“Make it scenic.”
My father’s parameters for a road trip—which were the same for every road trip—were in my mother’s wheelhouse. She pulled out the extra-large map book of the states and began highlighting roads from the flat farmlands of Ohio to the vast deserts, prairies, and towering mountains of the West.
This year, I returned to these nomadic quests of my family tradition—trips to national parks and monuments. As a child these were opportunities to lose and find myself in an endless sky and total, deafening silence.
Life’s drama, uncertain, yet necessary career decisions, and our dismay at the mess that is American politics, left Mindy and me craving that silence. We also wanted to remember what we love about our country—that hasn’t been easy lately. The National Park Service—honored last month in the Fourth of July Google Doodle—seemed an ideal place to find perspective.
The future of the Park Service is, however, at risk.
The National Park Service is facing a $296.6 million budget cut to its already underfunded oversight of national parks and monuments, according to the President’s proposed budget from June. “America’s Best Idea,” as Ken Burns calls the NPS, is in trouble. Secretary of the Interior Ryan Zinke, whose office is tasked with re-evaluating public lands, is already making recommendations that are expected to benefit the energy sector. His department, according to a new website from the Western Values Project, is currently staffed with those who once worked in energy interests.
As of Thursday, Zinke plans to recommend changes to 27 national monuments, according to The Associated Press. The monuments are not to be eliminated, he insists, but there will be boundary changes for many.
But what will happen to the land as a result of these changes? According to The AP, “Zinke declined to say whether portions of the monuments would be opened up to oil and gas drilling, mining, logging and other industries for which Trump has advocated.”
I would be surprised if opening them up to serve these energy interests wasn’t the case.
Clearly, the NPS—along with the land and animals it protects—needs us, but as my trip showed me, we also desperately need it.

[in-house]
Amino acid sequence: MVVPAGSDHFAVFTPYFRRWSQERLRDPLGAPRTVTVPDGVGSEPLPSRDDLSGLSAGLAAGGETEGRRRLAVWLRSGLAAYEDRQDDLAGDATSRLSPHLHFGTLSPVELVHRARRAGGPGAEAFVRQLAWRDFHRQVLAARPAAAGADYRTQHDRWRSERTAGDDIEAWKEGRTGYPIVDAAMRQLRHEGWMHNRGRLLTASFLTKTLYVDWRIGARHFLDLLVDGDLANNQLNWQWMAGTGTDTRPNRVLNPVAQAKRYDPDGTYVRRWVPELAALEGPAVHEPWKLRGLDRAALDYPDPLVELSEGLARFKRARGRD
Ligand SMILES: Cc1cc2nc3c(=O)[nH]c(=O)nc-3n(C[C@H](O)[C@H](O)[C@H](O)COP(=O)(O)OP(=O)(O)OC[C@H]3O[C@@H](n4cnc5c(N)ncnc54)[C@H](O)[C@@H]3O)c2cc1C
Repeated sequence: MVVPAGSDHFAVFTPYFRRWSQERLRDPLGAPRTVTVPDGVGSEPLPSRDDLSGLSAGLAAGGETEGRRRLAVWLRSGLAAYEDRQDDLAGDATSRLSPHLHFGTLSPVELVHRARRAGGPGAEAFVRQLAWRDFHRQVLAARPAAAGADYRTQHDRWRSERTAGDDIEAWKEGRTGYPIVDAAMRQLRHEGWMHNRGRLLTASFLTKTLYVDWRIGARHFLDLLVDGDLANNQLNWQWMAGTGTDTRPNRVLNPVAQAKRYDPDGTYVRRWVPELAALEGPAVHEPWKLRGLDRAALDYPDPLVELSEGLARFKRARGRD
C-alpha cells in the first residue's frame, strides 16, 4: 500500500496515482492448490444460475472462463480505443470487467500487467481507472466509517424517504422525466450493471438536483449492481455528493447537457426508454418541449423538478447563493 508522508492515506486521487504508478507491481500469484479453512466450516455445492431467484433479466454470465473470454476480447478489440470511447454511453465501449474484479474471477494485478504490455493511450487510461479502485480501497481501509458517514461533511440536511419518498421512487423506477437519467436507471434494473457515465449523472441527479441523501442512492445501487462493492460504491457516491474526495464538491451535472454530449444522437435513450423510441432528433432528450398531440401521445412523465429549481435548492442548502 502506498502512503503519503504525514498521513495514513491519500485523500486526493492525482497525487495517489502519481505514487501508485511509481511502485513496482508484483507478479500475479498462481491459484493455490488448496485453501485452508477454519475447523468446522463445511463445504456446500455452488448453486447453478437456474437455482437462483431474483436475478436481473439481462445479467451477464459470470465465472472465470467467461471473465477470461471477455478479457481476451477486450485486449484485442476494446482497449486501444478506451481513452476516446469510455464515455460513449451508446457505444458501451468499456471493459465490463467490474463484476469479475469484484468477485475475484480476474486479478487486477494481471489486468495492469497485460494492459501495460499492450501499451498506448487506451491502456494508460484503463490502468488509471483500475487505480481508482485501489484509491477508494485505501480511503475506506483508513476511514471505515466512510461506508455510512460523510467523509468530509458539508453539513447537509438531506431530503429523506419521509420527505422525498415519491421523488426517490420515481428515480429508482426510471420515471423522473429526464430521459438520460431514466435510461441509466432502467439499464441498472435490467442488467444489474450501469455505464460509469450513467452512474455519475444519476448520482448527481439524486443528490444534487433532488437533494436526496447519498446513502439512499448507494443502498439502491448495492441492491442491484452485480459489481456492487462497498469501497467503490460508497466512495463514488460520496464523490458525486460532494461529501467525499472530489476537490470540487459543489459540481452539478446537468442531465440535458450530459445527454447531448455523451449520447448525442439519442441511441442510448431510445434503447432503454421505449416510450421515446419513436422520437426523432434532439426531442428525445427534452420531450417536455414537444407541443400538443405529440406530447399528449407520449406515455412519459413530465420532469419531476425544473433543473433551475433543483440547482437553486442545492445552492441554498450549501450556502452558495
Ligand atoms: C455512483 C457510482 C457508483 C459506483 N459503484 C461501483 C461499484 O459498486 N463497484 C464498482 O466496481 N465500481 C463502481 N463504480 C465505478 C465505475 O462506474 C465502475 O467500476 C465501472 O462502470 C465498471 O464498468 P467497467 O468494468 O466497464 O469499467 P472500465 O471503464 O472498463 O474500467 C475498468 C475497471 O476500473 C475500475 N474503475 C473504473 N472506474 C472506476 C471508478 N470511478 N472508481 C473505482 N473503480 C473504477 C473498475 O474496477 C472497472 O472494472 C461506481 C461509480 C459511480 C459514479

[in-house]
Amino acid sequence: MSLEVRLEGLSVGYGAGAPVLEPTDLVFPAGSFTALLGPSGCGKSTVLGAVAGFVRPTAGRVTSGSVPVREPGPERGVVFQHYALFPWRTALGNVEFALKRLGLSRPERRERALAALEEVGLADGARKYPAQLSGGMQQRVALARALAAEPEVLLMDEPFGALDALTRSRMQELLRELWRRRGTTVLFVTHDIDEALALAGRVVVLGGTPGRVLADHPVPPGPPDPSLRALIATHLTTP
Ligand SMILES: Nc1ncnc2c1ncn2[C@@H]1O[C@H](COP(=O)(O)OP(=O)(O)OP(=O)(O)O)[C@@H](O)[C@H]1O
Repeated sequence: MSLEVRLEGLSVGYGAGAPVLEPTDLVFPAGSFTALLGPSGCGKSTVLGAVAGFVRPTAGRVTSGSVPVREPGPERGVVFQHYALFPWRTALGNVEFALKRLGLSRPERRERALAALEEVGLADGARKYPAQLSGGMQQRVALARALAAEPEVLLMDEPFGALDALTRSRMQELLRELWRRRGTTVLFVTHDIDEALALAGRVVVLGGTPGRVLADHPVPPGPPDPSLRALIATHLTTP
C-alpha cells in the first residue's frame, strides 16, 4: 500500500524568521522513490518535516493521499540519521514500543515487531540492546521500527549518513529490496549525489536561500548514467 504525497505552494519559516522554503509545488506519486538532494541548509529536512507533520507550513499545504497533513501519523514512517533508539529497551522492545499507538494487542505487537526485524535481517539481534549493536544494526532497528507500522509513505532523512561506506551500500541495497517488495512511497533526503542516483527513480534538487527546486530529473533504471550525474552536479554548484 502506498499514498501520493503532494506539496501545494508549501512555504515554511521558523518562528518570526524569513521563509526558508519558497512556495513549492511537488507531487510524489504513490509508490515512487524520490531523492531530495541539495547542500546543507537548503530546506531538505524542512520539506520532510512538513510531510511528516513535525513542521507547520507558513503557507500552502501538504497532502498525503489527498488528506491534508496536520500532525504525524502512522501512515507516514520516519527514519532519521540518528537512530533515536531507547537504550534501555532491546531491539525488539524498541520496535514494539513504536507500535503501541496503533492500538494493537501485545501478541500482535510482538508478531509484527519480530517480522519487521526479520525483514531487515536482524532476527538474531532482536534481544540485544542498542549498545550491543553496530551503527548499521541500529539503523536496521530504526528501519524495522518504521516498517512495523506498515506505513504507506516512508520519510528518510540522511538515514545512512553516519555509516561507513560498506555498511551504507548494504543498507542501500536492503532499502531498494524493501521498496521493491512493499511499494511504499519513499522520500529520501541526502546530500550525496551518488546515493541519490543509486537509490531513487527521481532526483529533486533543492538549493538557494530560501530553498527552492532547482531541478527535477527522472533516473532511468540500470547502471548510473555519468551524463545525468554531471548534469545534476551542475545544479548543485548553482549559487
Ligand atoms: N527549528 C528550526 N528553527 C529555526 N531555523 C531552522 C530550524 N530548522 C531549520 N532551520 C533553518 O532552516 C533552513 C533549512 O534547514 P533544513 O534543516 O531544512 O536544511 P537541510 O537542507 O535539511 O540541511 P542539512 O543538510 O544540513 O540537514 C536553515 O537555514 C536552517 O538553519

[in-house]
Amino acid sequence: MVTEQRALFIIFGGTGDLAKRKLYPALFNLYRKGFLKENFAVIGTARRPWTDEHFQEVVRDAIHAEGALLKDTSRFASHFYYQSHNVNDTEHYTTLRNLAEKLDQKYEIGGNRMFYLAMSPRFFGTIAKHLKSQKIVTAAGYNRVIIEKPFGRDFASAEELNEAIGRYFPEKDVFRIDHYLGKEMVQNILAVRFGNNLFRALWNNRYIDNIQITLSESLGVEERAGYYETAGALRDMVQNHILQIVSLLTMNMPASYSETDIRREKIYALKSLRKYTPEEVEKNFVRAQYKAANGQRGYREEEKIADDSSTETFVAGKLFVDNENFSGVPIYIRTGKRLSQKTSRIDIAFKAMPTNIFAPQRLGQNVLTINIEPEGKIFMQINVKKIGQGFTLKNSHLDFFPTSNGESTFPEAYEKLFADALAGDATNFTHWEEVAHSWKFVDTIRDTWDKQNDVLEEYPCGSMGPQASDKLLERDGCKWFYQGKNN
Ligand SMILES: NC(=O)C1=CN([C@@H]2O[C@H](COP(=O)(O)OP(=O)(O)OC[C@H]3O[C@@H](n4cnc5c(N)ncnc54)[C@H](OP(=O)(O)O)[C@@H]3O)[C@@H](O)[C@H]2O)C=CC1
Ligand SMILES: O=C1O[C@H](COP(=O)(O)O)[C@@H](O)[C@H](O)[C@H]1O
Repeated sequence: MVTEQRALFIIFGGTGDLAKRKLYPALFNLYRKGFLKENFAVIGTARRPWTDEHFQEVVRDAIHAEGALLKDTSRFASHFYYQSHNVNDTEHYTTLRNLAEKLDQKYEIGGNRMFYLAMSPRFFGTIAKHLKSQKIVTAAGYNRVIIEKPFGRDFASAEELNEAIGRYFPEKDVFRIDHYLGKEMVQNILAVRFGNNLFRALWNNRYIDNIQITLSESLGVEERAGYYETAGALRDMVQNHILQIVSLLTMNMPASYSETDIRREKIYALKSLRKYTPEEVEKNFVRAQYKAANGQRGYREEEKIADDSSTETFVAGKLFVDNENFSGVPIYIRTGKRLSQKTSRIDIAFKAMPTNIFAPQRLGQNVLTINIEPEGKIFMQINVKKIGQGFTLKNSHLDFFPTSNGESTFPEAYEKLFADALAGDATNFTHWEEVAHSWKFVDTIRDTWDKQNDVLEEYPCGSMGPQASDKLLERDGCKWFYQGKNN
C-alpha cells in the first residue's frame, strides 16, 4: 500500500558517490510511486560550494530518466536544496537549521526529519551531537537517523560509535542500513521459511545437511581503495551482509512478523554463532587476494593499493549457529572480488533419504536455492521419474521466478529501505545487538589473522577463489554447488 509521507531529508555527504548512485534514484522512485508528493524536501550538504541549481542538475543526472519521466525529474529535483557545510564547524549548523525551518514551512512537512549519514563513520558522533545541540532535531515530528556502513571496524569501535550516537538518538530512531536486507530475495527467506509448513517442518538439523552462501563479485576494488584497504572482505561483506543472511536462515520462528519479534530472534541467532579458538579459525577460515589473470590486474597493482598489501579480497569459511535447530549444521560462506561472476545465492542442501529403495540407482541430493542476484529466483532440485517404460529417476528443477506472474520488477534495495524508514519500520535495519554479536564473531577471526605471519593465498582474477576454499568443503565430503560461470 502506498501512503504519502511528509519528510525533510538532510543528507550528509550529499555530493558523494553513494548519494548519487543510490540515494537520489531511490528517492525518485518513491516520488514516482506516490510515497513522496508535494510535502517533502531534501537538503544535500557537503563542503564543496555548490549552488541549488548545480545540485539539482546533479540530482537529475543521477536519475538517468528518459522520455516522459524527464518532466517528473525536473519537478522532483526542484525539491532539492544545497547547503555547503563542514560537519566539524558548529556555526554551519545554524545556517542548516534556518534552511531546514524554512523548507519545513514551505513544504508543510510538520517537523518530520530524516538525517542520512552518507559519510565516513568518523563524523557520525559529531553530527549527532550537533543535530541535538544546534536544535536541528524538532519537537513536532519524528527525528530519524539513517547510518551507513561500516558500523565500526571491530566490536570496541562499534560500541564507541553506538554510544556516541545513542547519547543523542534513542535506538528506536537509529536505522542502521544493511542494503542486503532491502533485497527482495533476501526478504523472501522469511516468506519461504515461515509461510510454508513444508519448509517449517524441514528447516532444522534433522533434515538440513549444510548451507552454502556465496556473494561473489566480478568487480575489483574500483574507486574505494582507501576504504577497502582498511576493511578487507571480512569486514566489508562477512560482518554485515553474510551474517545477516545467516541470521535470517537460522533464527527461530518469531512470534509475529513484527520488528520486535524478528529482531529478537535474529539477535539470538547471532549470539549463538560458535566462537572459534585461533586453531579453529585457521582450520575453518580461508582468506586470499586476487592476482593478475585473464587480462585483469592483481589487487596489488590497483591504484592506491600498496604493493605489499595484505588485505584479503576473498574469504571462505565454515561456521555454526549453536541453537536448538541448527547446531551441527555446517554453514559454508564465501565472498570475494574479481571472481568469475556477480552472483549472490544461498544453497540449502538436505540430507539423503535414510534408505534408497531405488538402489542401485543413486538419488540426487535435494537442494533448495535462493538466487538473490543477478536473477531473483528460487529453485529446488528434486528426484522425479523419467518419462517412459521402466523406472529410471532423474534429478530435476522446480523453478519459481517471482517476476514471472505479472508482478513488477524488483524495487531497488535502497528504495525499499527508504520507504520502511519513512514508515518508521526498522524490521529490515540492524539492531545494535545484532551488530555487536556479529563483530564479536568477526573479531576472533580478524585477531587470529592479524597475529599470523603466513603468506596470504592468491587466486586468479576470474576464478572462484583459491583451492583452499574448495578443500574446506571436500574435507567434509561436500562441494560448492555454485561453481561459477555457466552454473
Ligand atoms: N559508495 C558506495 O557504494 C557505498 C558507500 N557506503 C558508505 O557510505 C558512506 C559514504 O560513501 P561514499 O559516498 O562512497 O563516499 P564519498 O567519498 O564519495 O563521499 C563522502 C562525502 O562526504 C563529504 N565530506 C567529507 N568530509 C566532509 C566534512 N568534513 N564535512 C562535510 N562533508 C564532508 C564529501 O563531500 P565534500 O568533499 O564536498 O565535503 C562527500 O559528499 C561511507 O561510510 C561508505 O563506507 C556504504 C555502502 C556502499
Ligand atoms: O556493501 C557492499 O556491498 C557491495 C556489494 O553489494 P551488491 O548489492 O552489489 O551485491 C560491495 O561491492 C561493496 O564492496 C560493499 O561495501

“Everybody needs beauty as well as bread, places to play in and pray in,” said John Muir in The Yosemite, “where Nature may heal and cheer and give strength to body and soul alike.”
So we started our plans for healing and cheering. We gathered our daypacks for hiking and put together a road trip to seven national parks and recreation areas, which spanned eleven states, over 4,600 miles, and innumerable photos for Instagram.
From one turn to the next, the West demolishes every sense of scale and every expectation of topography. High peaks and deep valleys—the constant climbs between—and the ever-changing color palette stuns the senses. We donned our daypacks, hiked The Grand Canyon, ventured into the lush green of Zion, and journeyed up to the Delicate Arch on a 102-degree day.
Every carved canyon, fallen boulder, and petroglyph was a reminder that stories were happening here long before we showed up. We are all mere guests here—vanishing mayflies on a planet that spent most of its life without us.
But the NPS is also a place where we mayflies can gather.
While hiking at the Grand Canyon, we met an individual from France and together quietly observed a California condor resting just a few feet away. Kids from an American family stood motionlessly with us as we watched elk eating. At Zion, dozens enjoyed the cool clear waters of the Virgin River on a 98-degree day. At Delicate Arch, we shared rocky seats with someone kindly extending water to an older, unprepared hiker. We shared admiration for the human spirit displayed at Cliff Palace in Mesa Verde National Park with a German couple.
What brought all of us together was what we shared: our love for preserved nature and history. This came home for me during an encounter at Wolf Creek Pass in the homeward leg of our trip.
From our 630 feet of elevation at our place in Northwest Ohio to 10,857 feet at Wolf Creek Pass in the San Juan Mountains, we stopped to enjoy the snowmelt in shorts weather. Wolf Creek symbolically marks the “spine of the Western Hemisphere”—a so-called “great continental divide.”
There we met two couples traveling together and passing through from Texas. They smiled exuberantly, telling us they hadn’t seen snow in a long while. We shared their enthusiasm for this moment. Whatever political ideals we (statistically speaking) might not have had in common (I tend to the left), we shared a love for nature.
Our moment at Wolf Creek Pass was anything but a divide.
Human beings evolved for nature. When we are around it—when the beauty of nature reminds us that there is something grander than we are—it provides a chance for healing and friendships based on a shared value, rather than the fear driven by global theater and the division of identities provided by our binary political system.
We still met our share of inconsiderate people; I’m not naively going to sing John Lennon’s Imagine. But we are not all the sum of our worst characteristics. For every Charlottesville there is a Boston. Generally reasonable people can find common ground and the National Park Service—and other sanctified lands—help make that possible.
So perhaps no time before now shows the need for protecting America’s best idea; now is a good time to plan that great American road trip.
Featured photo credit: Brandon Withrow